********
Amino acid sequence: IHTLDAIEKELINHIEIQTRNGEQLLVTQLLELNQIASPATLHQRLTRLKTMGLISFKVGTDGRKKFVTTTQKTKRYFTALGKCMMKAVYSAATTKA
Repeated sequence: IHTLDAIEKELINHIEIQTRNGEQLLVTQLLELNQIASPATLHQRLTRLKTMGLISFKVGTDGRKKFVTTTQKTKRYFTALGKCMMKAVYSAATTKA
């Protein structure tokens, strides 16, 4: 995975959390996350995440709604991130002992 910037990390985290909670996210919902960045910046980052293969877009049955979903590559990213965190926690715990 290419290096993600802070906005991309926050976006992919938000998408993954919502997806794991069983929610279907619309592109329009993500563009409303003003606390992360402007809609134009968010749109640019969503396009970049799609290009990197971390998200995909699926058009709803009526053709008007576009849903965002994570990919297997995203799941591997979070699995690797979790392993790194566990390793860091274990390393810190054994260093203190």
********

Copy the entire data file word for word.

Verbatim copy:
Amino acid sequence: IHTLDAIEKELINHIEIQTRNGEQLLVTQLLELNQIASPATLHQRLTRLKTMGLISFKVGTDGRKKFVTTTQKTKRYFTALGKCMMKAVYSAATTKA
Repeated sequence: IHTLDAIEKELINHIEIQTRNGEQLLVTQLLELNQIASPATLHQRLTRLKTMGLISFKVGTDGRKKFVTTTQKTKRYFTALGKCMMKAVYSAATTKA
């Protein structure tokens, strides 16, 4: 995975959390996350995440709604991130002992 910037990390985290909670996210919902960045910046980052293969877009049955979903590559990213965190926690715990 290419290096993600802070906005991309926050976006992919938000998408993954919502997806794991069983929610279907619309592109329009993500563009409303003003606390992360402007809609134009968010749109640019969503396009970049799609290009990197971390998200995909699926058009709803009526053709008007576009849903965002994570990919297997995203799941591997979070699995690797979790392993790194566990390793860091274990390393810190054994260093203190």